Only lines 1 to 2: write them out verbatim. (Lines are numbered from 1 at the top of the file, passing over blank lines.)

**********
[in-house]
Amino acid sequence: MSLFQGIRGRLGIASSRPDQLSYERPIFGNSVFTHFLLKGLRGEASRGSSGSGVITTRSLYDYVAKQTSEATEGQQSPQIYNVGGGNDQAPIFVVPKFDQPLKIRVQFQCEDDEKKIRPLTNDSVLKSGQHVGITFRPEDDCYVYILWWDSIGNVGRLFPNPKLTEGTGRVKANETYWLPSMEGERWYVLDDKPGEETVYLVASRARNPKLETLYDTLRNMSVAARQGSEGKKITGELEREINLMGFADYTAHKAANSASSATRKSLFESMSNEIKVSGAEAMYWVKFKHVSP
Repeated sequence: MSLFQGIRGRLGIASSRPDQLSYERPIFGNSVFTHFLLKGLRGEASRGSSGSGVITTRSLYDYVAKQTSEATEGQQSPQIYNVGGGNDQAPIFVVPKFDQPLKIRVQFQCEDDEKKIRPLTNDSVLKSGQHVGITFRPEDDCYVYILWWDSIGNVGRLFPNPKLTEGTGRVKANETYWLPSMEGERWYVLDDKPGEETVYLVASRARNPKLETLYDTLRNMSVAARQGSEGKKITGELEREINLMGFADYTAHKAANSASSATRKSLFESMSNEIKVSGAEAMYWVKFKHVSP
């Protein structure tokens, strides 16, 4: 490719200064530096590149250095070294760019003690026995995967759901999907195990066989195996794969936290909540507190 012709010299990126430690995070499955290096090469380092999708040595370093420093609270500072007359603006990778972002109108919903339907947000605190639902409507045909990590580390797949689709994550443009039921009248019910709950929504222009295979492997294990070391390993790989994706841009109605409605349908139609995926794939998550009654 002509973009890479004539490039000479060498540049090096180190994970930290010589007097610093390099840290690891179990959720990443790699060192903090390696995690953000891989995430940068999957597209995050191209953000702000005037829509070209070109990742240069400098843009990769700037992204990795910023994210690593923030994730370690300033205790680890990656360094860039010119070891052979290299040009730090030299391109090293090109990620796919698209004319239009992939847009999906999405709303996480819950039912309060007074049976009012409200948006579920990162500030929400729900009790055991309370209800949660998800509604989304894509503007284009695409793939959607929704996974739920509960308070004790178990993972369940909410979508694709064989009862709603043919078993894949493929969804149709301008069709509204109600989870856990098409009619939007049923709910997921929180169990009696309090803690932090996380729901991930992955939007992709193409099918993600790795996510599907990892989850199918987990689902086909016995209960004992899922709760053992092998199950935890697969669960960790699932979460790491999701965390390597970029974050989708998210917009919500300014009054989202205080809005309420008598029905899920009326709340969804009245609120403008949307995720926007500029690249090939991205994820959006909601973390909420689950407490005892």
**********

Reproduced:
[in-house]
Amino acid sequence: MSLFQGIRGRLGIASSRPDQLSYERPIFGNSVFTHFLLKGLRGEASRGSSGSGVITTRSLYDYVAKQTSEATEGQQSPQIYNVGGGNDQAPIFVVPKFDQPLKIRVQFQCEDDEKKIRPLTNDSVLKSGQHVGITFRPEDDCYVYILWWDSIGNVGRLFPNPKLTEGTGRVKANETYWLPSMEGERWYVLDDKPGEETVYLVASRARNPKLETLYDTLRNMSVAARQGSEGKKITGELEREINLMGFADYTAHKAANSASSATRKSLFESMSNEIKVSGAEAMYWVKFKHVSP